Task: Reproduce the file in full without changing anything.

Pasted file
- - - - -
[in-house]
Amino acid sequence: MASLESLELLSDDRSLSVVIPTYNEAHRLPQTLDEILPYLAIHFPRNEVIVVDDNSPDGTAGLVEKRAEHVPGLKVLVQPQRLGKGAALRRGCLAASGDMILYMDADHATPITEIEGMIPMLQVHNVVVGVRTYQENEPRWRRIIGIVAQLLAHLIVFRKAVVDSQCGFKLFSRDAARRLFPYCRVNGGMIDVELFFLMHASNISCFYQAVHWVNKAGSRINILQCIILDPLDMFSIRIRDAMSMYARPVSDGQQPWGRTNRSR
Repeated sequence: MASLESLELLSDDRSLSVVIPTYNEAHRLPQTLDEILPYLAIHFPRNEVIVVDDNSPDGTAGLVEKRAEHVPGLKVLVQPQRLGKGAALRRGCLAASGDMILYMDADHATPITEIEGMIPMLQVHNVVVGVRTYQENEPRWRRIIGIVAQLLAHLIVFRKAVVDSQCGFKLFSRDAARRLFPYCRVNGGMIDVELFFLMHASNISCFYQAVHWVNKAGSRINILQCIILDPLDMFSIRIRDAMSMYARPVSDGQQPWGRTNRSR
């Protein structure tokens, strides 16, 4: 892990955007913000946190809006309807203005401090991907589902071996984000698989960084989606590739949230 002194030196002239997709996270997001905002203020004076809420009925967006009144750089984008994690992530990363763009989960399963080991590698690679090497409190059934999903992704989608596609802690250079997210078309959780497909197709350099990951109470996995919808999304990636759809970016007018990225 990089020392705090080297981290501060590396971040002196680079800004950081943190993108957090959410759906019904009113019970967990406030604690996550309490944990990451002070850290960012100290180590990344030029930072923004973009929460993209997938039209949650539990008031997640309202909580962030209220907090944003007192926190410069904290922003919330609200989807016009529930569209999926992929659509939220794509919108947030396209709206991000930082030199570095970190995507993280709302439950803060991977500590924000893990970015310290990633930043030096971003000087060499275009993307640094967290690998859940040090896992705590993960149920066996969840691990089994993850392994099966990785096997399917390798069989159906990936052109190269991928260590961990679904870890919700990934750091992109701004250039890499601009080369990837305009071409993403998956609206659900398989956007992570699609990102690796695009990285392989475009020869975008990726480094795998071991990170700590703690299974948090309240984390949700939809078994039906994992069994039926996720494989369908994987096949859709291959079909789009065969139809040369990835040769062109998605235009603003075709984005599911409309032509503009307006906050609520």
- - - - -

[in-house]
Amino acid sequence: MASLESLELLSDDRSLSVVIPTYNEAHRLPQTLDEILPYLAIHFPRNEVIVVDDNSPDGTAGLVEKRAEHVPGLKVLVQPQRLGKGAALRRGCLAASGDMILYMDADHATPITEIEGMIPMLQVHNVVVGVRTYQENEPRWRRIIGIVAQLLAHLIVFRKAVVDSQCGFKLFSRDAARRLFPYCRVNGGMIDVELFFLMHASNISCFYQAVHWVNKAGSRINILQCIILDPLDMFSIRIRDAMSMYARPVSDGQQPWGRTNRSR
Repeated sequence: MASLESLELLSDDRSLSVVIPTYNEAHRLPQTLDEILPYLAIHFPRNEVIVVDDNSPDGTAGLVEKRAEHVPGLKVLVQPQRLGKGAALRRGCLAASGDMILYMDADHATPITEIEGMIPMLQVHNVVVGVRTYQENEPRWRRIIGIVAQLLAHLIVFRKAVVDSQCGFKLFSRDAARRLFPYCRVNGGMIDVELFFLMHASNISCFYQAVHWVNKAGSRINILQCIILDPLDMFSIRIRDAMSMYARPVSDGQQPWGRTNRSR
């Protein structure tokens, strides 16, 4: 892990955007913000946190809006309807203005401090991907589902071996984000698989960084989606590739949230 002194030196002239997709996270997001905002203020004076809420009925967006009144750089984008994690992530990363763009989960399963080991590698690679090497409190059934999903992704989608596609802690250079997210078309959780497909197709350099990951109470996995919808999304990636759809970016007018990225 990089020392705090080297981290501060590396971040002196680079800004950081943190993108957090959410759906019904009113019970967990406030604690996550309490944990990451002070850290960012100290180590990344030029930072923004973009929460993209997938039209949650539990008031997640309202909580962030209220907090944003007192926190410069904290922003919330609200989807016009529930569209999926992929659509939220794509919108947030396209709206991000930082030199570095970190995507993280709302439950803060991977500590924000893990970015310290990633930043030096971003000087060499275009993307640094967290690998859940040090896992705590993960149920066996969840691990089994993850392994099966990785096997399917390798069989159906990936052109190269991928260590961990679904870890919700990934750091992109701004250039890499601009080369990837305009071409993403998956609206659900398989956007992570699609990102690796695009990285392989475009020869975008990726480094795998071991990170700590703690299974948090309240984390949700939809078994039906994992069994039926996720494989369908994987096949859709291959079909789009065969139809040369990835040769062109998605235009603003075709984005599911409309032509503009307006906050609520």